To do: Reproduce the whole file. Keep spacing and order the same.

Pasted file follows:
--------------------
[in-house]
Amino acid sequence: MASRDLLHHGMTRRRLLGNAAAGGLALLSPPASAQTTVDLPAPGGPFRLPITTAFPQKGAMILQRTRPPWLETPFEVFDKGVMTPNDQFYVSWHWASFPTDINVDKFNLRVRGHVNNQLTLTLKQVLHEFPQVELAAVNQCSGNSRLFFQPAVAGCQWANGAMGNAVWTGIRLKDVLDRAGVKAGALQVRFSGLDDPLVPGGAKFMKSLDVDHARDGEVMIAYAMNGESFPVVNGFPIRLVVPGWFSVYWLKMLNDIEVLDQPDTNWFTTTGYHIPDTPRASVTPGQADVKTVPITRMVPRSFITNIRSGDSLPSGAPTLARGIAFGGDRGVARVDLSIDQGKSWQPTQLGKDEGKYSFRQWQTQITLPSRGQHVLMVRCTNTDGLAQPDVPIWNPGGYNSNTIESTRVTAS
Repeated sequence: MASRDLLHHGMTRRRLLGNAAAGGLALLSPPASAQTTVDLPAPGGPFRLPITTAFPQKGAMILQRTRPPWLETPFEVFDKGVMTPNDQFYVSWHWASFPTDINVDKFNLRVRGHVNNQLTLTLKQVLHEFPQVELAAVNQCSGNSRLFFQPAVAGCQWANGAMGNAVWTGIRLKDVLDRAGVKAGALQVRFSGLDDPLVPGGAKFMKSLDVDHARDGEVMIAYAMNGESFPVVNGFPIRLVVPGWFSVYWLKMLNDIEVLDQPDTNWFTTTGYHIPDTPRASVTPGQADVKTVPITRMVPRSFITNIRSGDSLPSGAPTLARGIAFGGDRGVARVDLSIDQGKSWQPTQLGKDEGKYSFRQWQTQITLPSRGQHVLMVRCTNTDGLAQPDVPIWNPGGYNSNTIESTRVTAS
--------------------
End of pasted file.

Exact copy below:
[in-house]
Amino acid sequence: MASRDLLHHGMTRRRLLGNAAAGGLALLSPPASAQTTVDLPAPGGPFRLPITTAFPQKGAMILQRTRPPWLETPFEVFDKGVMTPNDQFYVSWHWASFPTDINVDKFNLRVRGHVNNQLTLTLKQVLHEFPQVELAAVNQCSGNSRLFFQPAVAGCQWANGAMGNAVWTGIRLKDVLDRAGVKAGALQVRFSGLDDPLVPGGAKFMKSLDVDHARDGEVMIAYAMNGESFPVVNGFPIRLVVPGWFSVYWLKMLNDIEVLDQPDTNWFTTTGYHIPDTPRASVTPGQADVKTVPITRMVPRSFITNIRSGDSLPSGAPTLARGIAFGGDRGVARVDLSIDQGKSWQPTQLGKDEGKYSFRQWQTQITLPSRGQHVLMVRCTNTDGLAQPDVPIWNPGGYNSNTIESTRVTAS
Repeated sequence: MASRDLLHHGMTRRRLLGNAAAGGLALLSPPASAQTTVDLPAPGGPFRLPITTAFPQKGAMILQRTRPPWLETPFEVFDKGVMTPNDQFYVSWHWASFPTDINVDKFNLRVRGHVNNQLTLTLKQVLHEFPQVELAAVNQCSGNSRLFFQPAVAGCQWANGAMGNAVWTGIRLKDVLDRAGVKAGALQVRFSGLDDPLVPGGAKFMKSLDVDHARDGEVMIAYAMNGESFPVVNGFPIRLVVPGWFSVYWLKMLNDIEVLDQPDTNWFTTTGYHIPDTPRASVTPGQADVKTVPITRMVPRSFITNIRSGDSLPSGAPTLARGIAFGGDRGVARVDLSIDQGKSWQPTQLGKDEGKYSFRQWQTQITLPSRGQHVLMVRCTNTDGLAQPDVPIWNPGGYNSNTIESTRVTAS